How to Replace Windowsills

When your windowsills start to rot, take care of the problem at the source and install replacements. This DIY project is easy with our smart steps.

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Windowsills with draping flowers and bright pops of color can be gorgeous additions to your home's exterior. However, they are also prone to rot. Since sills sit horizontally, rain water doesn't fall right off. Instead, it sits in place, which can be hazardous to the wood over time. When it's time to replace the windowsill, know that it's not too difficult and can be done by most homeowners. Follow along with our steps below to see how to do it. 

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Getting Started: How to Check for Rot

A windowsill is the part of a window that extends outside the house; what is commonly called an interior sill is technically the stool. A wood sill is one of the few exterior surfaces that presents a horizontal face to the elements, making it vulnerable to rot.

Check the extent of rot by poking with a screwdriver; where you can easily push in, the wood is rotted. If the sill is rotted near the exterio casing, the casing may be rotted as well. If the sill is rotted all the way thorugh, the house's framing or siding may be rotted as well.

If the rot is localized, use wood hardener and two-part epoxy filler to repair it. Replacing a sill is tricky but only requires basic carpentry skills. If the old sill is so rotted that you cannot use it as a template, measuring and cutting will be more difficult.

Buy special sill stock or cut the sill our of 2x6 (1 1/2 x 5 1/2 inches). If the sill is 1 inch thick, use 5/4 decking or buy special sill stock. Use pressure-treated lumber to resist rot.

What You Need

  • Hammer
  • Tape measure
  • Flat pry bar
  • Circular saw or poer mitersaw
  • Handsaw
  • Small hacksaw
  • Large slip-joint pliers
  • Reciprocating saw
  • Drill
  • Sawhorses
  • Lumber to match the sill in thickness and width (its OK if it's wider)
  • Shims
  • Galvanized nails or decking screws
  • Primer and paint

Step 1: Remove Stool

Start by removing the stool. You may need to remove the interior casing molding first. Some stools are rabbeted and overlap the sill. Others are straight and simply butt up against the sill. To remove a rabbeted stool, pry it up from the outside. Pry out a straight stool from the inside.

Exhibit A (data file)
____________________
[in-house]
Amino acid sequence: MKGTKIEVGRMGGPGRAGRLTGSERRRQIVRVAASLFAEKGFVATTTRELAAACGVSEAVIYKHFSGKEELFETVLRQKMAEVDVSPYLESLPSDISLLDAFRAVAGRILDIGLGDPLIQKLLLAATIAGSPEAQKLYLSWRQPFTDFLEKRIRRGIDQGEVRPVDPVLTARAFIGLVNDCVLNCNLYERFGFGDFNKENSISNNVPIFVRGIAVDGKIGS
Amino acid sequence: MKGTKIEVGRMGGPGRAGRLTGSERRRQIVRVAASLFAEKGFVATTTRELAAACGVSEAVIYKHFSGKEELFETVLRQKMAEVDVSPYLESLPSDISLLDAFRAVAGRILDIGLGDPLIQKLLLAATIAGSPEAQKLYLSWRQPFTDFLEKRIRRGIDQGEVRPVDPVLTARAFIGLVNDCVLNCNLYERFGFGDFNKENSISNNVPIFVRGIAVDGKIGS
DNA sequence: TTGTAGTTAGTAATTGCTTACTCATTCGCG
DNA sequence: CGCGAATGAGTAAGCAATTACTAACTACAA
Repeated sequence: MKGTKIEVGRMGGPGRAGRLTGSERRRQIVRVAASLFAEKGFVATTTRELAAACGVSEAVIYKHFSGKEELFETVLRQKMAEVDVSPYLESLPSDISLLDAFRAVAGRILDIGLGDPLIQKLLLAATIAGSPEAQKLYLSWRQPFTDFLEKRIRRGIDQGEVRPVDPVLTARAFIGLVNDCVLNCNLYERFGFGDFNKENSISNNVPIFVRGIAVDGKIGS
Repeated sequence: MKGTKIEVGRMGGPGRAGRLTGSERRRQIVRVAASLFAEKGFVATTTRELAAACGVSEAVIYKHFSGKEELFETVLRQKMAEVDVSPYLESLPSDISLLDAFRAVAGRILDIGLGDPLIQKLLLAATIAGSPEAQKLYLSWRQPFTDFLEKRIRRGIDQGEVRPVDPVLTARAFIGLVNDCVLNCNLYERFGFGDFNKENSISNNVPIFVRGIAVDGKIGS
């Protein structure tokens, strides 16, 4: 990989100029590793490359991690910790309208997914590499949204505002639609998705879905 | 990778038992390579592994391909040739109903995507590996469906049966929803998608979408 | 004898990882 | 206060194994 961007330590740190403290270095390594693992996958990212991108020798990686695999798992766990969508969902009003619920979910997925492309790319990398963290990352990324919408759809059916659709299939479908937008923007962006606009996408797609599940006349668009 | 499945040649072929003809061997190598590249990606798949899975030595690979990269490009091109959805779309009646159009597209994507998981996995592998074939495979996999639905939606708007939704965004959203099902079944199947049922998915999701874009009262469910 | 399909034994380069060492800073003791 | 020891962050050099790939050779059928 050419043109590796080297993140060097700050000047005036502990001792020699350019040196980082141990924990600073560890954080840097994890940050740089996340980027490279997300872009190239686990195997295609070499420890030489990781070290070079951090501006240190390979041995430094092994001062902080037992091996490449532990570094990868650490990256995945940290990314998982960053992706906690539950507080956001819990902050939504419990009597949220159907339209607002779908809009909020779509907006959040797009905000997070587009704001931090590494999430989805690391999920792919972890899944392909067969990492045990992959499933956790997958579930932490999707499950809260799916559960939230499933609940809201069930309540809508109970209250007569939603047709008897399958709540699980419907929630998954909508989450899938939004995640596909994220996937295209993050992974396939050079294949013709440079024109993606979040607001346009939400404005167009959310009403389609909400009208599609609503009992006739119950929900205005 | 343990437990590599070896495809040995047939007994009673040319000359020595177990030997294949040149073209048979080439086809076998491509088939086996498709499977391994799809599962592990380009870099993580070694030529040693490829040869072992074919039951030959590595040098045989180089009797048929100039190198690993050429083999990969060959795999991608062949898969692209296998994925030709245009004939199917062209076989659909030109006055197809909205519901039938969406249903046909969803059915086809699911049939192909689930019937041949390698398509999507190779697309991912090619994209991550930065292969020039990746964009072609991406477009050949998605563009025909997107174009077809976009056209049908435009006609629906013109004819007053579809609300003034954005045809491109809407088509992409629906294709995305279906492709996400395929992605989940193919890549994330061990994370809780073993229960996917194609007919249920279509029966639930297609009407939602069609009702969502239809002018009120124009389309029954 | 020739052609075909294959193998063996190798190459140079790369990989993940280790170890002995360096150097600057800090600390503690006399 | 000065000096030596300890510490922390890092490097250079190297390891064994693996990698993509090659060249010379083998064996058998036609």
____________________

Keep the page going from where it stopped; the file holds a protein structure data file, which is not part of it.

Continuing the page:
Step 2: Cut Sill

If the sill is so rotted you will not be able to use it as a template (step 4), measure its thickness, width, inside length, and outside length or make a cardboard template. Use a handsaw or reciprocating saw to cut through the sill in two places (to produce three pieces).

Step 3: Remove Sill Pieces

Use a flat pry bar to pry out the middle piece and then the side pieces. You may need to use a reciprocating saw or small hacksaw to cut through the nails that poke through the jambs on each side. Or use slip-joint pliers to pull them out.

Step 4: Mark New Lumber

Place the three pieces on top of the new lumber and mark the new piece for cutting. The sill is likely beveled at the outside edge. If you buy sill stock, this bevel will already be cut. Otherwise cut it with a circular saw or tablesaw.

Step 5: Cut Sill

Cut the sill to length and start the notches with a circular saw or power mitersaw. Finish the notch cuts with a handsaw or reciprocating saw.

Step 6: Place New Sill

Push the new sill into the jamb grooves on each side. If you need to tap it into place, use a piece of scrap lumber to protect the sill. If needed, insert shims under the sill so it rests firmly on framing. If the stool is straight, you will need to shim it as well.

Step 7: Secure Sill

Attach the sill by driving screws up and into the jambs. Push in shims as needed to make the sill firm at all points.

Step 8: Nail From Top

Angle-drive nails from the top and into framing below. If possible do this only where the nails will be covered by the molding. Replace the apron and the casing.

Step 9: Caulk Joints

After all the trim is installed, apply exterior caulking to the joints. Prime and paint the sill.

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